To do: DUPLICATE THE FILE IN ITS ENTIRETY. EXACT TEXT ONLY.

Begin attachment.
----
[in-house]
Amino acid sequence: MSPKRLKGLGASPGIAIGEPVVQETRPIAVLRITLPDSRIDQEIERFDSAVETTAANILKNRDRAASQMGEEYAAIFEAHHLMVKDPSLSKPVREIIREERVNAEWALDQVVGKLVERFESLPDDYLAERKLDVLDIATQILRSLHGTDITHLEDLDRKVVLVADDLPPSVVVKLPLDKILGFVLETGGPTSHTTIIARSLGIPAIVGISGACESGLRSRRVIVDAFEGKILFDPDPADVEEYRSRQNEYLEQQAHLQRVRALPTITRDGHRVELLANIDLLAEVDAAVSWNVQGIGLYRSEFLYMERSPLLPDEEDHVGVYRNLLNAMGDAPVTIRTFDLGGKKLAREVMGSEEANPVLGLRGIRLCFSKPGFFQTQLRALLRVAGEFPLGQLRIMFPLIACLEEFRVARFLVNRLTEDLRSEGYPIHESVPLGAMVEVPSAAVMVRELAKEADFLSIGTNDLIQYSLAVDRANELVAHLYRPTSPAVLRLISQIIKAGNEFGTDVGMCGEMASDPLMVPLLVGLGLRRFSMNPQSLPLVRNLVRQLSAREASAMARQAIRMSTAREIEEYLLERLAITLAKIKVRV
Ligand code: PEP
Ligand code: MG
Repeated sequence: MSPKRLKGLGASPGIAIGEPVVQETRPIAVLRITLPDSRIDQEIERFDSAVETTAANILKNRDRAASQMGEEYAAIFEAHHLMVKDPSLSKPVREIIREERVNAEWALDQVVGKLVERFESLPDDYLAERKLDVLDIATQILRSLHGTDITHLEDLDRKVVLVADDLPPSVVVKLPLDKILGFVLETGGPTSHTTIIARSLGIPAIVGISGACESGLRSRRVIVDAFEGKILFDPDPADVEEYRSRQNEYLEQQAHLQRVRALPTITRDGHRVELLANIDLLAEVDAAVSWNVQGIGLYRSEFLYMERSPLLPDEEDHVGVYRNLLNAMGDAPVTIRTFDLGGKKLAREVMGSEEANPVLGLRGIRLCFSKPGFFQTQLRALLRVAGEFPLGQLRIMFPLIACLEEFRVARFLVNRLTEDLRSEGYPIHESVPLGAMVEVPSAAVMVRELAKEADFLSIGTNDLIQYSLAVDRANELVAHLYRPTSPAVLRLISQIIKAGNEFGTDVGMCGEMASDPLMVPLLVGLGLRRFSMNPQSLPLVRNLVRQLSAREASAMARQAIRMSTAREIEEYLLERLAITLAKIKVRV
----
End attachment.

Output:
[in-house]
Amino acid sequence: MSPKRLKGLGASPGIAIGEPVVQETRPIAVLRITLPDSRIDQEIERFDSAVETTAANILKNRDRAASQMGEEYAAIFEAHHLMVKDPSLSKPVREIIREERVNAEWALDQVVGKLVERFESLPDDYLAERKLDVLDIATQILRSLHGTDITHLEDLDRKVVLVADDLPPSVVVKLPLDKILGFVLETGGPTSHTTIIARSLGIPAIVGISGACESGLRSRRVIVDAFEGKILFDPDPADVEEYRSRQNEYLEQQAHLQRVRALPTITRDGHRVELLANIDLLAEVDAAVSWNVQGIGLYRSEFLYMERSPLLPDEEDHVGVYRNLLNAMGDAPVTIRTFDLGGKKLAREVMGSEEANPVLGLRGIRLCFSKPGFFQTQLRALLRVAGEFPLGQLRIMFPLIACLEEFRVARFLVNRLTEDLRSEGYPIHESVPLGAMVEVPSAAVMVRELAKEADFLSIGTNDLIQYSLAVDRANELVAHLYRPTSPAVLRLISQIIKAGNEFGTDVGMCGEMASDPLMVPLLVGLGLRRFSMNPQSLPLVRNLVRQLSAREASAMARQAIRMSTAREIEEYLLERLAITLAKIKVRV
Ligand code: PEP
Ligand code: MG
Repeated sequence: MSPKRLKGLGASPGIAIGEPVVQETRPIAVLRITLPDSRIDQEIERFDSAVETTAANILKNRDRAASQMGEEYAAIFEAHHLMVKDPSLSKPVREIIREERVNAEWALDQVVGKLVERFESLPDDYLAERKLDVLDIATQILRSLHGTDITHLEDLDRKVVLVADDLPPSVVVKLPLDKILGFVLETGGPTSHTTIIARSLGIPAIVGISGACESGLRSRRVIVDAFEGKILFDPDPADVEEYRSRQNEYLEQQAHLQRVRALPTITRDGHRVELLANIDLLAEVDAAVSWNVQGIGLYRSEFLYMERSPLLPDEEDHVGVYRNLLNAMGDAPVTIRTFDLGGKKLAREVMGSEEANPVLGLRGIRLCFSKPGFFQTQLRALLRVAGEFPLGQLRIMFPLIACLEEFRVARFLVNRLTEDLRSEGYPIHESVPLGAMVEVPSAAVMVRELAKEADFLSIGTNDLIQYSLAVDRANELVAHLYRPTSPAVLRLISQIIKAGNEFGTDVGMCGEMASDPLMVPLLVGLGLRRFSMNPQSLPLVRNLVRQLSAREASAMARQAIRMSTAREIEEYLLERLAITLAKIKVRV